Come to think of it, it’s almost impossible to count the number of supernatural stories we know of; since childhood, we are bombarded with mythological and fanciful epics that bring as the center of the plot an antagonistic and ethereal force materialized in grotesque or seductive forms, representing in most cases the dangerous seduction from which we must distance ourselves in order not to take risks. Whether in fairy tales, movies, series or even stories passed by word of mouth, it is very common to find the figure of the witch immersed in a villainous and caricatured personification, with skeletal limbs, hooked nose, warts spread over the already dry skin, and a Machiavellian laugh that instantly chills us.
Over the centuries – and especially with the evolution of the entertainment industry -, this character has undergone several changes, becoming more human, more complex, endowed with a troubled past that reverberates in his current personality and affable to darkness. Of course, falling into some historical conventionalisms is normal, but it is from all these premises that Robert Eggers, delving into his first major cinematographic work, supports his newest work with centuries-old tales that go back to the time of the colonization of the United States, the Salem trial controversies and all the mysticism of the east coast lands. It is very easy to find countless references to previous productions and even understand its importance for horror and psychological suspense: after all, ‘The witch’ it is nothing more than a pure synesthetic experience that deconstructs and reconstructs such genres.
The backdrop transports us to the peasant lands of New England, in a community ruled by the Protestant-Catholic fervor of European settlers. The entire narrative revolves around a family exiled for not complying with the harsh laws of their village, then leaving for the interior of the forests and building a new home: from the beginning, we know that this journey will not end well – the predictions are intrinsically linked to the incredible and harrowing soundtrack composed by Mark Koven, whose immediate sensations are prolonged by each of the acts. Koven architects a musical scope that mixes tonal and lacerating elements with a kind of distorted pagan chants, evoking danger at every turn. And it is very interesting to note how the music also contrasts with the scenic constructions: at different times, the family is simply sitting around the fire, while the track climbs a crescendo overwhelming.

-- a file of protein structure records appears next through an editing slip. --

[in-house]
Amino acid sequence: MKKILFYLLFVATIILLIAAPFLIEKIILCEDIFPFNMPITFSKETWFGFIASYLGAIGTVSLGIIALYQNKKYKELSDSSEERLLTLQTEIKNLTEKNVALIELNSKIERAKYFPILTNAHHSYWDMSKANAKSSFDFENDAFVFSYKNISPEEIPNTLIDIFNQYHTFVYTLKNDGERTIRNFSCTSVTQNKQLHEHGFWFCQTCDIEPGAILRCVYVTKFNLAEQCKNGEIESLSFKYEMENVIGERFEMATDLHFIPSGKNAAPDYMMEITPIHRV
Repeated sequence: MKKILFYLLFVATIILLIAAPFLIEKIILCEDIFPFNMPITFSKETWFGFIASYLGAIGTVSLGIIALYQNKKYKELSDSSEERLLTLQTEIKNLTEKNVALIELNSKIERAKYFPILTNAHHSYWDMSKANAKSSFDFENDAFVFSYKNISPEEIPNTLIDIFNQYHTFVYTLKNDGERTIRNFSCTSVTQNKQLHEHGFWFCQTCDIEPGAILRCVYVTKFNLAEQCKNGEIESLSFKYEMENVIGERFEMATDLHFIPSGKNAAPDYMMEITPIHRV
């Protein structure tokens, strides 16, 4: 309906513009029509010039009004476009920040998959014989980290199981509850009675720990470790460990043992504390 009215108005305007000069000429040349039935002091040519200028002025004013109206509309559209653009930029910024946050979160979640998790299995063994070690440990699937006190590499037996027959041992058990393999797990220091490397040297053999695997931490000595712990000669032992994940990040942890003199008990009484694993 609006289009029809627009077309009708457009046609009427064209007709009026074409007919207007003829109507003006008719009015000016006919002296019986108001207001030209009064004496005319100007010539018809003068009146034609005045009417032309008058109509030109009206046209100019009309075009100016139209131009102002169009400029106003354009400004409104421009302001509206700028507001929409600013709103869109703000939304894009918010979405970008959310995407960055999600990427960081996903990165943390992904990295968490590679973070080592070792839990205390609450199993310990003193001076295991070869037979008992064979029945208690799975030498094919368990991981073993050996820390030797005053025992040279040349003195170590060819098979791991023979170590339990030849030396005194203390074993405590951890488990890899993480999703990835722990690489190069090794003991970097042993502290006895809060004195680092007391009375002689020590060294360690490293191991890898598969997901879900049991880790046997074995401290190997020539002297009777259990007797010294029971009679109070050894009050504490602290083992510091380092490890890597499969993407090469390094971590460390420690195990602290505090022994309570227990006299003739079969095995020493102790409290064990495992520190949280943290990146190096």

The seemingly controlled situation in the protagonist core changes entirely when the youngest son disappears under mysterious circumstances and without warning. The eldest, Thomasin (Anya Taylor-Joy revealing in indescribable potential), was tending to her snuggled brother under the covers, and by diverting attention for two seconds, he was dragged without a trace into the woods – and this is where things get even scarier: instead of depriving himself of showing what really happened, Eggers choreographs a fluid dance to accompany the other side of the story that doesn’t get all the attention it could. Soon after the youngest’s disappearance, we see a hooded figure (the infamous witch) who takes him to a hut hidden among the trees and sacrifices him in an obscene and creepy ritual.